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Trekking in the Western Ghats

By Ranjita Ganesan
Last updated on: July 14, 2015 17:03 IST

4 trekking trails to explore this monsoon.

Photograph: Parag Purandare/ Creative Commons

Perhaps the most remarkable aspect of Killa, the National Award-winning Marathi film that released last month, is that it flaunts the Konkan coast like no work before it. Its camera brings to light the underappreciated beauty of the intensely green Sahyadris, dotted with caves and forts.

The mountain range is home to many interesting trekking trails, say avid travellers, and the best time to explore them is during the monsoons.

Of course, caution must be exercised during this season and inexperienced hikers would do well to look for guides as some of the less frequented routes are not marked clearly.


Photograph: Hrishikesh Burkule/ Creative Commons

Sudhagad is one of the well-known but relatively less-frequented forts. Sudhagad near Pali makes for a simple trek. It is recommended for beginners.

The trail gets a thumbs-up from trekkers for its dense forest cover and waterfalls. The fort area includes temple ruins, tombs and lakes. Also to be found within the fort is a secret escape route.

About 1.5 hours from Sudhagad are the Buddhist caves of Khadsamble. These rock-cut structures, which are along the once-bustling trade route from Chaul, became deserted after the popularity of that ancient port declined.

The Thanale caves, a set of 23 caverns bearing carvings of Buddha, are nearby too.

Those who enjoy solitude and being with nature can even camp here, as long as they carry food and watch out for snakes.

The best way to get here is from Khopoli, which is equidistant from Mumbai and Pune.


Photograph: Vivek Joshi/ Creative Commons

Lohagad or the 'iron fort', which was occupied by various dynasties including the Marathas, is a protected monument.

Its strategically located doors provided three levels of security and protection against possible invasions, says Rushikesh Kulkarni.

An avid trekker and founder of travel company Breakfree Journeys, Kulkarni suggests this trek is ideal for amateurs as it is quite close to the busy tourist spot Lonavala.

"It is a treat to your senses in the monsoons as clouds descend upon the peak and waterfalls dot the entire route," he says.

The winds are so strong here that they make water from the falls fly skywards, adds fellow trekker Kedar Narwadkar.

Nana Fadnavis, a powerful Maratha minister during the Peshwa period, is said to have constructed a tank and a step-well inside.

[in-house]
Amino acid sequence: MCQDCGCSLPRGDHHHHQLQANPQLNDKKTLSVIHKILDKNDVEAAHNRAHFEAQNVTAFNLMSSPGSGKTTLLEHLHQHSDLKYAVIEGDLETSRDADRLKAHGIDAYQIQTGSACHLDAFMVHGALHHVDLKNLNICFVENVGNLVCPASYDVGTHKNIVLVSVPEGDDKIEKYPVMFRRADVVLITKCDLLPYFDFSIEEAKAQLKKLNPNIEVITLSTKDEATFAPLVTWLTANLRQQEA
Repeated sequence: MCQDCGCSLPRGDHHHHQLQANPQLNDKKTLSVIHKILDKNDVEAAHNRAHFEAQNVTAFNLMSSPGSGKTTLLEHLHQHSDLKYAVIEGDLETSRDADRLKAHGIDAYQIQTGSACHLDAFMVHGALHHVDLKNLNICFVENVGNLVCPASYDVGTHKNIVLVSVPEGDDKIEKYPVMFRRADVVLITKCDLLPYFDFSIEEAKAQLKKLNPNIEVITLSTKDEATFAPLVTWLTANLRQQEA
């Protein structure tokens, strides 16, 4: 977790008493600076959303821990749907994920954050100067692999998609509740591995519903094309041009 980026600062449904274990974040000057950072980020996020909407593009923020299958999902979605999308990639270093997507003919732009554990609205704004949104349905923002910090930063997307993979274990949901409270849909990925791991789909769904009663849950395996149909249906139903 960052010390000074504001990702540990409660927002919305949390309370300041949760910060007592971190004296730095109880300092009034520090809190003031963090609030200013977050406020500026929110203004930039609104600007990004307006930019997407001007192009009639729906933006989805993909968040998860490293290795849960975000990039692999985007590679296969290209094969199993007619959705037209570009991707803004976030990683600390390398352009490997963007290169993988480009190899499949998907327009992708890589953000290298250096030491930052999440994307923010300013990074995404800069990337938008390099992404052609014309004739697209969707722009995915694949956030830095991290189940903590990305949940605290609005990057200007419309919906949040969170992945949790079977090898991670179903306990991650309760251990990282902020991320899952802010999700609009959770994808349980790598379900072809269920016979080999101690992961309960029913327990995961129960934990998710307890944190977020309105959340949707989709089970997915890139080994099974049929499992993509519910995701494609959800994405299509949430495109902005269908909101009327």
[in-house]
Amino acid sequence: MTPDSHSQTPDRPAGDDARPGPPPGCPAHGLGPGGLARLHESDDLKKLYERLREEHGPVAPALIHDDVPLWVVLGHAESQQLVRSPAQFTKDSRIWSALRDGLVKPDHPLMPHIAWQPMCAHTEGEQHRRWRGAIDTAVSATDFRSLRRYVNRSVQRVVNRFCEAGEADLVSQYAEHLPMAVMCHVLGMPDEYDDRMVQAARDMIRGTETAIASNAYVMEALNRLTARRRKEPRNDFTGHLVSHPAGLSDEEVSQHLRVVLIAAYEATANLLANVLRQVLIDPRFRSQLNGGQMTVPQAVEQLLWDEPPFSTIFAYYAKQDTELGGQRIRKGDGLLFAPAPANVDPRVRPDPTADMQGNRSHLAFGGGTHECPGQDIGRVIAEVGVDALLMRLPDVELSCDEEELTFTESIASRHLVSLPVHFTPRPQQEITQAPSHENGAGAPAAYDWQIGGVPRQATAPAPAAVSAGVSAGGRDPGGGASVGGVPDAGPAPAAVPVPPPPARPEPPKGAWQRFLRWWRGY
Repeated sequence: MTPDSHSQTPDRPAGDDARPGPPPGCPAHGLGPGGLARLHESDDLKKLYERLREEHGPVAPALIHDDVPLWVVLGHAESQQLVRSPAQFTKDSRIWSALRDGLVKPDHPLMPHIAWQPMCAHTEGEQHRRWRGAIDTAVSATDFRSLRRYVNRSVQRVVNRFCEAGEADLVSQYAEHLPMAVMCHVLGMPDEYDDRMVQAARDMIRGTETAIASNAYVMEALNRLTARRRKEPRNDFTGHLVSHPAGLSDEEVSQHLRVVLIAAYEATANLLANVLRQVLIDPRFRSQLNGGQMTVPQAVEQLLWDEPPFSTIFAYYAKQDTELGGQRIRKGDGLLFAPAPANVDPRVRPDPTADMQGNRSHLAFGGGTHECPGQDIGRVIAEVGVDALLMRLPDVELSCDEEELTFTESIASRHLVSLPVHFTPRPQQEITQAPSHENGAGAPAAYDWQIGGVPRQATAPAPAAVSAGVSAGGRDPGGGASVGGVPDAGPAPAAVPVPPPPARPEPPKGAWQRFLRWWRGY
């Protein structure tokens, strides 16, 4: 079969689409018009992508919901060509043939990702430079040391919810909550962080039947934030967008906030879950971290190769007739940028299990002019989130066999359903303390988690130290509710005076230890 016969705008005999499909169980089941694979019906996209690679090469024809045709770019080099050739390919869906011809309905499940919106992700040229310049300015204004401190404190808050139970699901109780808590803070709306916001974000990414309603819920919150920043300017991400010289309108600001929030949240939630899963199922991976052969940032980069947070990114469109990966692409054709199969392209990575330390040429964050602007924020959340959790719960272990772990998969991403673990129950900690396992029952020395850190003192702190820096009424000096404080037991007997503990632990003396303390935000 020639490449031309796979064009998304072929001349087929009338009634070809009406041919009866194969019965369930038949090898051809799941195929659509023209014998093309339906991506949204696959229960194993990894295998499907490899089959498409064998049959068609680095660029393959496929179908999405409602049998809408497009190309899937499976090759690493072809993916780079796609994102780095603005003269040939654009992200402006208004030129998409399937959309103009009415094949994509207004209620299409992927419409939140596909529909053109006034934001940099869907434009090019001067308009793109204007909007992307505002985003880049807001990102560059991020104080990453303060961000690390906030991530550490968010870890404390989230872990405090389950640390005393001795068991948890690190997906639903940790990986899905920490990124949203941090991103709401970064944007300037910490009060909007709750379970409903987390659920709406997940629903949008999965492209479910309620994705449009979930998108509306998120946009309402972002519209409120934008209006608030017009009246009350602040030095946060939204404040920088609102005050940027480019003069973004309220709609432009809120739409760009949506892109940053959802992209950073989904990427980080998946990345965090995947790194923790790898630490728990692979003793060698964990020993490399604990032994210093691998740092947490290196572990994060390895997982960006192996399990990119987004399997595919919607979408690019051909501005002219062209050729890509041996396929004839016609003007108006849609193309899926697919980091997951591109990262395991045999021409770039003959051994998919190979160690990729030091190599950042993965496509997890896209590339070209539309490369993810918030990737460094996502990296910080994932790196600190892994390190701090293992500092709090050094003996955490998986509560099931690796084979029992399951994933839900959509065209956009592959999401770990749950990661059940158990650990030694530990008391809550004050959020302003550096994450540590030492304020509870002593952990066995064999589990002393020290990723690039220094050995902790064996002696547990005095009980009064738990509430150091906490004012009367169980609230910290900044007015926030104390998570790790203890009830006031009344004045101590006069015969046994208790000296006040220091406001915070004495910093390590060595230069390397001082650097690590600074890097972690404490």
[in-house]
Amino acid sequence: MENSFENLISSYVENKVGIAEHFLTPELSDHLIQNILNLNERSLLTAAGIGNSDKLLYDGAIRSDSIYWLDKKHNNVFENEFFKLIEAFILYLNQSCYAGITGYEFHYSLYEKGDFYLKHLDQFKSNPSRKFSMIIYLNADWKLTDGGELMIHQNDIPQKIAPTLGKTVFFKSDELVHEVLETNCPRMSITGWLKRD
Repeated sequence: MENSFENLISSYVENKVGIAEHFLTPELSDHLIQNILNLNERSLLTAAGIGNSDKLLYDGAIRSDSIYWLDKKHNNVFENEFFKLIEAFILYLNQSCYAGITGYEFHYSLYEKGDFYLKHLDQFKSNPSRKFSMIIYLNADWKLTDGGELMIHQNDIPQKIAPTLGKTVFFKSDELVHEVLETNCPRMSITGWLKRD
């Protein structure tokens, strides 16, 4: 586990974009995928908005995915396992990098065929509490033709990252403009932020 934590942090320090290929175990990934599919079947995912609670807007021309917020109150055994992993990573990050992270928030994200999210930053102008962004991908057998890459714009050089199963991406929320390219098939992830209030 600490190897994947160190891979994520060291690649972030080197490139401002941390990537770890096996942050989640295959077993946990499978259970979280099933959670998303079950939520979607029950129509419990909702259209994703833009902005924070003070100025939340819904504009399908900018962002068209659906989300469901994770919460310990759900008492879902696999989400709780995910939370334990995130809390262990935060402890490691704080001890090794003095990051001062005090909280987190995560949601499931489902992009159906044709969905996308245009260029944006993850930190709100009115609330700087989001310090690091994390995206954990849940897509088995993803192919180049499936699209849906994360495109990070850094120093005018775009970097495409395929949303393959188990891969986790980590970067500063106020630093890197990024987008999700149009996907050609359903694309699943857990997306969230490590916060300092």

Among the other interesting structures to be found in Lohagad are a temple and the grave of a Muslim pir.

The base village is Bhaje, accessible from the Malawli railway station on the Lonavala-Pune local line. On this trail, hikers can also see the Buddhist Bhaja caves.

Varandha Ghat

Photograph: Annishaikh1990/ Creative Commons

Varandha Ghat, a misty mountain pass, is accessible by car almost all the way to the top, where several big and small waterfalls come into view.

Trekker Patel highly recommends the local snacks at the small shops here. A further 30-minute hike from the ghat leads to Kavlya Killa.

While there is not much fortification here, one can see the last bastion and a flagpole on the extreme end of the fort, says Patel.

Not far from there is Shivthar Ghal, a small spot that houses a cavern that is believed to have been used by Samarth Ramdas, the guru of Shivaji Maharaj, for meditation. This is also where he wrote Dasbodh, a spiritual text.

At a hilltop adjacent to this spot are two ancient houses of the Maratha chief Chandrarao More.

The region is easily accessible from Bhor in Pune.

Naneghat and Malshej Ghat

Photograph: Abhimanyu/ Creative Commons

Naneghat and Malshej Ghat are very popular destinations, drawing hundreds of visitors, especially in the rains. However, trekkers can take one offbeat route to head there, which although easy to follow is relatively less known.

Starting from Bhorandyache daar, or the gateway of Bhorande village, the trail is scenic and allows privacy, says Priti Patel, founder of trekking group Offbeat Sahyadri.

Part of a historic trade route between Kalyan and Junnar, Naneghat once served as a spot for collecting toll.

The notable attractions here include caves with Bhrami inscriptions and carvings, ponds, tanks and the nearby Malshej waterfalls.

Malshej is prone to landslides, so it is advisable to conduct safety checks before heading there.

For those interested in Bollywood trivia, parts of Mani Ratnam's Raavan were shot here.

In the later part of the monsoons, migratory birds, including flamingos, visit the region. This route also offers a glimpse of the Bhairavgarh fort.

Naneghat is located just about two hours from Kalyan.

Ranjita Ganesan
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